Data Compression by

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25 Νοε 2013 (πριν από 3 χρόνια και 8 μήνες)

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Data Compression by
Quantization

Edward J. Wegman


Center for Computational Statistics


George Mason University



Outline


Acknowledgements


Complexity


Sampling Versus Binning


Some Quantization Theory


Recommendations for Quantization

Acknowledgements


This is joint work with Nkem
-
Amin (Martin) Khumbah


This work was funded by the Army Research Office

Complexity


Descriptor

Data Set Size in Bytes

Storage Mode



Tiny



10
2


Piece of Paper


Small




10
4


A Few Pieces of
Paper


Medium


10
6


A Floppy Disk


Large



10
8


Hard Disk


Huge




10
10


Multiple Hard Disks








e.g. RAID Storage

Massive




10
12


Robotic Magnetic
Tape








Storage Silos

Super Massive


10
15


Distributed Archives


The Huber/Wegman Taxonomy of Data Set Sizes



Complexity

O(r)



Plot a scatterplot

O(n)



Calculate means, variances, kernel density






estimates

O(n log(n))


Calculate fast Fourier transforms

O(nc)



Calculate singular value decomposition of
an




rc matrix; solve a multiple linear
regression

O(n
2
)



Solve most clustering algorithms.

O(a
n
)



Detect Multivariate Outliers


Algorithmic Complexity



Complexity

Table 7: Computational Feasibility on a Teraflop Grand Challenge Computer
1000 gigaflop performance assumed
n
n
1/2
n
n log(n)
n
3/2
n
2
tiny
10
-11
seconds
10
-10
seconds
2x10
-10
seconds
10
-9
seconds
10
-8
seconds
small
10
-10
seconds
10
-8
seconds
4x10
-8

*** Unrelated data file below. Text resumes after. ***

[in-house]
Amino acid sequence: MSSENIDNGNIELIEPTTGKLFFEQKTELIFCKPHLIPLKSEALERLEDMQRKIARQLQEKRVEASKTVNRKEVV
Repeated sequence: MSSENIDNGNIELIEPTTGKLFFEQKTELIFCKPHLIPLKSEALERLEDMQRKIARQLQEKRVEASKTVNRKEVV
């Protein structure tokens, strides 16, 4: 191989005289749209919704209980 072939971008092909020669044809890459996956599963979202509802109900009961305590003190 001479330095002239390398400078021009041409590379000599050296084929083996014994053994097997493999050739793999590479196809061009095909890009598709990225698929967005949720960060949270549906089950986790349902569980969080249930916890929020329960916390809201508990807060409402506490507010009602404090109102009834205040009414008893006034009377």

seconds
10
-6
seconds
10
-4
seconds
medium
10
-9
seconds
10
-6
seconds
6x10
-6
seconds
.001
seconds
1
second
large
10
-8
seconds
10
-4
seconds
8x10
-4
seconds
1
second
2.8
hours
huge
10
-7
seconds
.01
seconds
.1
seconds
16.7
minutes
3.2
years
Motivation


Massive data sets can make many
algorithms computationally infeasible, e.g.
O(n
2
) and higher


Must reduce effective number of cases


Reduce computational complexity


Reduce data transfer requirements


Enhance visualization capabilities


Data Sampling


Database Sampling


Exhaustive search may not be practically feasible
because of their size


The KDD systems must be able to assist in the
selection of appropriate parts if the databases to be
examined


For sampling to work, the data must satisfy certain
conditions (not ordered, no systematic biases)


Sampling can be very expensive operation especially
when the sample is taken from data stored in a
DBMS. Sampling 5% of the database can be more
expensive that a sequential full scan of the data.


Data Compression


Squishing, Squashing, Thinning, Binning


Squishing = # cases reduced


Sampling = Thinning


Quantization = Binning


Squashing = # dimensions (variables) reduced


Depending on goal, one of sampling or quantization
may be preferable

Data Quantization

Thinning vs Binning



People’s first thoughts about Massive Data
usually is statistical subsampling


Quantization is engineering’s success
story